As the Justice Department presses forward with its lawsuit filed last week against Apple and two publishers for allegedly colluding to raise prices and manipulate the evolving market for digital books, the nation’s other antitrust regulator is weighing whether to approve a transaction that could dramatically impact the development of another digital market: music.
The Federal Trade Commission is examining two transactions that critics worry could hamper the growth of new digital-music platforms. Universal Music Group is seeking approval to buy EMI’s record label for $1.9 billion, while an investment group led by Sony is hoping to get a green light to purchase EMI’s music-publishing business for $2.2 billion.
If its deal is approved, Universal would gain control over the legendary British company’s rich catalog of recorded music, which includes the Beatles and Pink Floyd, while also picking up its roster of current musicians such as Coldplay, Norah Jones, and Katy Perry. Under the other deal, Sony would get the rights to more than a million musical compositions EMI holds, which include songs ranging from “Every Breath You Take,” made popular by the Police, to Motown hits such as "Heard It Through the Grapevine.”
Sony declined to comment on its transaction. But Universal Music Group spokesman Peter LoFrumento said his firm’s deal with EMI “will enhance the creative investment in the company and further broaden support for digital services. This will provide more music and more choice for consumers than ever before. Universal Music is the right home for EMI; first and foremost, we’re music people. It’s in our DNA.”
Both transactions must be approved by the FTC and the European Commission. The European Commission approved Sony’s bid for EMI last week. It announced last month that it had opened an “in-depth” investigation of the Universal-EMI deal, saying the merged companies would be “almost twice the size of the next largest player” in the EU. The FTC has not commented on its investigation of the EMI deals.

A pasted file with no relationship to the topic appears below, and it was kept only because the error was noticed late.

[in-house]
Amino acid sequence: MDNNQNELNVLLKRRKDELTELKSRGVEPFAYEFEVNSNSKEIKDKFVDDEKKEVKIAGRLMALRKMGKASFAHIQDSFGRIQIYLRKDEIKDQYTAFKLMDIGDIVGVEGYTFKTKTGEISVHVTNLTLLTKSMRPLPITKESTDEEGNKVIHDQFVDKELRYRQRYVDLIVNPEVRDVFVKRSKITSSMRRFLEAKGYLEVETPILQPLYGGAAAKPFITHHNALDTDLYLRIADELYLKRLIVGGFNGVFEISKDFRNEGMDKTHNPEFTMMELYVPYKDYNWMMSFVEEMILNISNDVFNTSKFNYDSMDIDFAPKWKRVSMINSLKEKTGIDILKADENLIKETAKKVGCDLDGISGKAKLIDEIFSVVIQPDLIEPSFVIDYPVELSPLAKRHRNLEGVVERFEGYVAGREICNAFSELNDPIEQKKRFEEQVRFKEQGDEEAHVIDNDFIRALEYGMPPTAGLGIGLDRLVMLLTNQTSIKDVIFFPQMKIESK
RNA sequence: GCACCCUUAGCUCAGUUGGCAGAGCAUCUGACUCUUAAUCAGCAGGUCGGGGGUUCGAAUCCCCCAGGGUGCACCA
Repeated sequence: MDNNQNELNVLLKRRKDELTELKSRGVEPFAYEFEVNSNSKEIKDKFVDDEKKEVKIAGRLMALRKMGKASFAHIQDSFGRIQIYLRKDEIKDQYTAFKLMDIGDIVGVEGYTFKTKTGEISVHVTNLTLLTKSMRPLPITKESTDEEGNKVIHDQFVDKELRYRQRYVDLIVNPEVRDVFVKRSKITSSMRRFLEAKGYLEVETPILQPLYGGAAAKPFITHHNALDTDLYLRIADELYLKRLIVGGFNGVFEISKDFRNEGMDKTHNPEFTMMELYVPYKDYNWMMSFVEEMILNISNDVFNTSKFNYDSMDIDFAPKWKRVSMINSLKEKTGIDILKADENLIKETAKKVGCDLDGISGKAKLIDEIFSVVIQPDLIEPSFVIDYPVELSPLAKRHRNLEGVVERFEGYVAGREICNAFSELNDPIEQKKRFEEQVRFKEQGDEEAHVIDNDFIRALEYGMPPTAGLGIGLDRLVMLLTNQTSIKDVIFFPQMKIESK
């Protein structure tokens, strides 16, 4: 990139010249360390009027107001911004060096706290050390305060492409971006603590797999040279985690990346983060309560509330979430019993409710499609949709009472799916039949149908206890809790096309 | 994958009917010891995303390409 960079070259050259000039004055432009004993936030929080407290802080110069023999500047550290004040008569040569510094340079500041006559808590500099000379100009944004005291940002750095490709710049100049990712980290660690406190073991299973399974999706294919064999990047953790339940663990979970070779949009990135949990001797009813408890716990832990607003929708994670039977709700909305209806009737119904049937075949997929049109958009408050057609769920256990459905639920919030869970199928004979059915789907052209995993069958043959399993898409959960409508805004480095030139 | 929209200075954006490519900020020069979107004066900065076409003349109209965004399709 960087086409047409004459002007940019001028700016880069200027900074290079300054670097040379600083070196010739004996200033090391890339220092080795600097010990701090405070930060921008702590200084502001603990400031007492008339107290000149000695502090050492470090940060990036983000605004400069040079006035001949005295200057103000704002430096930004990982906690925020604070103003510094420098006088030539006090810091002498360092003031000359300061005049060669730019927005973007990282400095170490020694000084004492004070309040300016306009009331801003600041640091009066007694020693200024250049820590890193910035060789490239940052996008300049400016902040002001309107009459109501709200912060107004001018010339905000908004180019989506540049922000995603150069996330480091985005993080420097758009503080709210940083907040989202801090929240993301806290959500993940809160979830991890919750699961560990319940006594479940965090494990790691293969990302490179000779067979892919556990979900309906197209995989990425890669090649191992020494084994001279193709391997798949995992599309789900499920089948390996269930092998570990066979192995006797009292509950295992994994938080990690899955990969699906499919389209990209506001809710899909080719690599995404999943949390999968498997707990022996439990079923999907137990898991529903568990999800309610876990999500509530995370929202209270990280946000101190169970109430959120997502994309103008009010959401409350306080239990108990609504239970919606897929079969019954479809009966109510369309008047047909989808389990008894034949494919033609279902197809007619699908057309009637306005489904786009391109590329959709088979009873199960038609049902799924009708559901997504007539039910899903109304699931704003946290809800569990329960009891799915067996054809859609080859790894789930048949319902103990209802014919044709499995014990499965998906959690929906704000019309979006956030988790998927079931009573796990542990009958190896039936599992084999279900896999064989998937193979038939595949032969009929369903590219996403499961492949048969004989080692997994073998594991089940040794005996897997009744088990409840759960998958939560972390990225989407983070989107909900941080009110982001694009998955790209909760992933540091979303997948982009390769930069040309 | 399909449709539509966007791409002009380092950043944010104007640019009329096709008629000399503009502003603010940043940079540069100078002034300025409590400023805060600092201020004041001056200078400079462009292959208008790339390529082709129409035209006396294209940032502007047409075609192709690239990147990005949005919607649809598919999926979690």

With its purchase of EMI’s music-publishing arm, Sony would gain the biggest share of music-publishing revenues. While critics have voiced concerns with both deals, they say they’re more worried about the Universal transaction, which would reduce the number of record labels from four to three. At the same time, Universal, which is already the nation’s biggest record label, would see its U.S. market share grow from about 31 percent to more than 40 percent, according to 2010 figures.
"One firm holding 43 percent of marquee content has the ability to adversely affect the development of digital distribution models,” Consumer Federation of America Director of Research Mark Cooper said. “Absolutely, it’s bad for consumers.”
Warner, the nation’s third biggest record label, is opposing the deal. The company declined to comment on the transaction. However, during a conference call in February to discuss the company’s earnings, Warner Music Group CEO Steve Cooper warned, “If either of these transactions close, we … believe it would significantly impair the competitiveness of the recorded-music and music-publishing markets, harming consumers, industry employees, recording artists, songwriters, physical and digital retailers, and our emerging digital services.”